The new catalysts enable the polymerization of lactide, which is the building block of a corn-based plastic. Conventional catalysts have limited control of the way in which these building blocks -- the corn-based molecules -- are assembled -- and they may be toxic. But Prof. Kol's catalysts can be used more safely and efficiently, making "green" plastics more commercially feasible.

"The structure of these corn-based plastics depends on several parameters. The most important is the character of the building blocks, like Lego blocks, that hold the material together," says Prof. Kol. He aims to make sustainable corn-based plastics complement or replace the petroleum-based plastics which can take a millenium to degrade, leaving harmful pollutants in the soil and in water. Corn-based plastic wouldn't cause any adverse health effects and would be expected to biodegrade in a compost bin in a matter of months.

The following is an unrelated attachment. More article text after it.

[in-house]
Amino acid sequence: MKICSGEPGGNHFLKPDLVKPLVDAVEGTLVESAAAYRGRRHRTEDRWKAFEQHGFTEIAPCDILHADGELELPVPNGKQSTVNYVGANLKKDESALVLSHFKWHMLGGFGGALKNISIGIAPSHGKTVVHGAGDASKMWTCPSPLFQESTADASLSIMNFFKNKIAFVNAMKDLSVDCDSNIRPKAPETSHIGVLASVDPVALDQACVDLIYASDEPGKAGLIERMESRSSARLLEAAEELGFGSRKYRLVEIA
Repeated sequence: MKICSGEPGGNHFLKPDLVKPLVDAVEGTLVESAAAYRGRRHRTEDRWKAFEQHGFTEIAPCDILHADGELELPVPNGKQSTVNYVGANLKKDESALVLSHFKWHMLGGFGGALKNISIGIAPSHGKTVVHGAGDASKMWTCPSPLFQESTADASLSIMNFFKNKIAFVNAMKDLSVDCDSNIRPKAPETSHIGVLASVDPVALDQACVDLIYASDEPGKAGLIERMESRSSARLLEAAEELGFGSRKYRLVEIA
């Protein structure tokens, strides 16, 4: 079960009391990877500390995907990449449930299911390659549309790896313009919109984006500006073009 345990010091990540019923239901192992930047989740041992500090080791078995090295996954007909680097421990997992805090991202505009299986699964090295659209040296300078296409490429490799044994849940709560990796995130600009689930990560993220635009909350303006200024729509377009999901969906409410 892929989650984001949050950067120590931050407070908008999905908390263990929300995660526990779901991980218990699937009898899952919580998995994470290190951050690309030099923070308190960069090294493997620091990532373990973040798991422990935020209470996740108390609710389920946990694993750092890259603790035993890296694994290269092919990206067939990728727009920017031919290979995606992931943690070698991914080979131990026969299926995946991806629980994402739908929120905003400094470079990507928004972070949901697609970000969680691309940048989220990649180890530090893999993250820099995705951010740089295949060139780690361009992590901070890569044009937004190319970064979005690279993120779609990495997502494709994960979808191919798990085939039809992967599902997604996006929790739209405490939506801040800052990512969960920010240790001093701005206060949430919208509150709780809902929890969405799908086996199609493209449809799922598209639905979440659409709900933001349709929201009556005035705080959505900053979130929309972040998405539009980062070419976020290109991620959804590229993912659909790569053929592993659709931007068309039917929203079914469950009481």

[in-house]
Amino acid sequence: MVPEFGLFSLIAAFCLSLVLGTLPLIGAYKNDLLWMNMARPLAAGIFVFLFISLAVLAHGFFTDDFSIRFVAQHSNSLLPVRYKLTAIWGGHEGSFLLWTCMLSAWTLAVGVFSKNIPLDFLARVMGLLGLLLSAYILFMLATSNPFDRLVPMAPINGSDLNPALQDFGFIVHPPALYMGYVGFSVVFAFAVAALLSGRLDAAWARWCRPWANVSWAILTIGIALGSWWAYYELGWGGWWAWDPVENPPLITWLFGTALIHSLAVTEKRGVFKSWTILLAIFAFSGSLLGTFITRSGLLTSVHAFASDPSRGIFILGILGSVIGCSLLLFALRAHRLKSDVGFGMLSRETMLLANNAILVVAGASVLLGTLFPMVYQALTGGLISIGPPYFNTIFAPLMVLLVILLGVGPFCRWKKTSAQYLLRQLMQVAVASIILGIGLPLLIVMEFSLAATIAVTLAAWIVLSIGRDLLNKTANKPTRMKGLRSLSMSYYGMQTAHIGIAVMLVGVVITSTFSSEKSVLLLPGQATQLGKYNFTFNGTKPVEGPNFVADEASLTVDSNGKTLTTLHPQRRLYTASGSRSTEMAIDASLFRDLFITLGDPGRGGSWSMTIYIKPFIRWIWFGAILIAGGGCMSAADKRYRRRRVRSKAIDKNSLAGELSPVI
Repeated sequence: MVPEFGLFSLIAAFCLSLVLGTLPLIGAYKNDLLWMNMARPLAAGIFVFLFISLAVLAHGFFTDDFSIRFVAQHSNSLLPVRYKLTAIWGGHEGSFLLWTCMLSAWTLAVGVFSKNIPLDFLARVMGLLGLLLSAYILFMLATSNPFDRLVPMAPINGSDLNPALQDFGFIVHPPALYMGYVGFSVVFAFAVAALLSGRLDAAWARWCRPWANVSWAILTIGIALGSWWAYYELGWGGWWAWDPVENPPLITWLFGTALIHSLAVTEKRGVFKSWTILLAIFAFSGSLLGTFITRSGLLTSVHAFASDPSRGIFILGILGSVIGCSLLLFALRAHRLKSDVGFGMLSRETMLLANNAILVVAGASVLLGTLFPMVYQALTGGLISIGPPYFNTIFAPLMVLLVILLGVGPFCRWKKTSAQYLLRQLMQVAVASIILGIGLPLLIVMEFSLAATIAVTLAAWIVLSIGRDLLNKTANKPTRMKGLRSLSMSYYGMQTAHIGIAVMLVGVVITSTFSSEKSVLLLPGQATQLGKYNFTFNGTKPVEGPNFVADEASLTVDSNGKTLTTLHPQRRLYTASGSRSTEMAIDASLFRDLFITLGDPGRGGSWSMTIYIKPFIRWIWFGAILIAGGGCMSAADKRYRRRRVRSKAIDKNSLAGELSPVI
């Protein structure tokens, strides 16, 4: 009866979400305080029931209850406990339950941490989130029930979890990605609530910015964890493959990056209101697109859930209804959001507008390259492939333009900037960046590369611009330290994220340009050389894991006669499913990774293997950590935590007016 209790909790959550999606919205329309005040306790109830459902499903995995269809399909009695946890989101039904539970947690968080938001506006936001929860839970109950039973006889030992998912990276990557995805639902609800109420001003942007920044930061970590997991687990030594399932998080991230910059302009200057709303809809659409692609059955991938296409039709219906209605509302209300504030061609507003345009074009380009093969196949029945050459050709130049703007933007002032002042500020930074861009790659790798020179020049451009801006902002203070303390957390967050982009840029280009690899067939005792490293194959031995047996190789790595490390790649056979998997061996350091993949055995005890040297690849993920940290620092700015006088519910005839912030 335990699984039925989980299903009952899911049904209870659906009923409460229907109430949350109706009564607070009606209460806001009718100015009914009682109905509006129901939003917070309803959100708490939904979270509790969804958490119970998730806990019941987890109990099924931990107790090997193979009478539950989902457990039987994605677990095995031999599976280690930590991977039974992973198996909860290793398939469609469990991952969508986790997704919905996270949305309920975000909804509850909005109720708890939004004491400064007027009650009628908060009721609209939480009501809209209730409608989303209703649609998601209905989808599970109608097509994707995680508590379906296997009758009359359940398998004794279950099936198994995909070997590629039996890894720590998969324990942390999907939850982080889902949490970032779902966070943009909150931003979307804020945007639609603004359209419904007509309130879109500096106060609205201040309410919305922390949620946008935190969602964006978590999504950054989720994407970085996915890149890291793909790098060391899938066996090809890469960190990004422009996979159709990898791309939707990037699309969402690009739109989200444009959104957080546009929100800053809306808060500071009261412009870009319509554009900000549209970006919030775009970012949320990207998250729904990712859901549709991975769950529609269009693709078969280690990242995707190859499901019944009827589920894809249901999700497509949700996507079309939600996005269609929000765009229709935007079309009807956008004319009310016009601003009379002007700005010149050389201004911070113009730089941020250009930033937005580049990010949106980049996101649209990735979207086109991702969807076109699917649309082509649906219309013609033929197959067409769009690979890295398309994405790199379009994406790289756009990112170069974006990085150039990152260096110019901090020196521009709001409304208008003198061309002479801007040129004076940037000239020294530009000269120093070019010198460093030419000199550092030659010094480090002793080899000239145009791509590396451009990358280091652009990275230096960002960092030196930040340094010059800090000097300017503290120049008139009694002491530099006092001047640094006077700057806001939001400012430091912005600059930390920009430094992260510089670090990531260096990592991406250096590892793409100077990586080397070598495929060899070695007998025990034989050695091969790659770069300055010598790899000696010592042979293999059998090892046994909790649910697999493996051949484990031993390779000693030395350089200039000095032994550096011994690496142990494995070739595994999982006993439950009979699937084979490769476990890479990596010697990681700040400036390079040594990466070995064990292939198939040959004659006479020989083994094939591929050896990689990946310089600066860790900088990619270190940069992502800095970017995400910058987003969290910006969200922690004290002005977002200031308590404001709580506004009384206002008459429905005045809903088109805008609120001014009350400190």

Lord of the plastic ring

Plastics won't be going away any time soon, Prof. Kol suggests, pointing to the movement from concrete or stainless steel to plastic in a variety of industries. Replacing the steel manifold of a car with a plastic substitute would cut down on fuel consumption, and replacing a water pipe made of concrete or metal with one made of corrosion- and crack-resistant plastic may improve the quality of our drinking water.

For disposable items, a perfect plastic material would be a polymer made from renewable resources, that degrades to its original non-toxic form. Plastics made from corn sugar are the most desirable in the industry at the moment.

The preliminary results of Prof. Kol's efforts are in, and the plastics that he and his team produce in the lab look and feel like polystyrene, which could be used for making drinking cups, for example. Rigid and transparent, the drinking cups currently only work for liquids under 122 degrees Fahrenheit, but they represent a first big step into greening plastics and the chemical industry.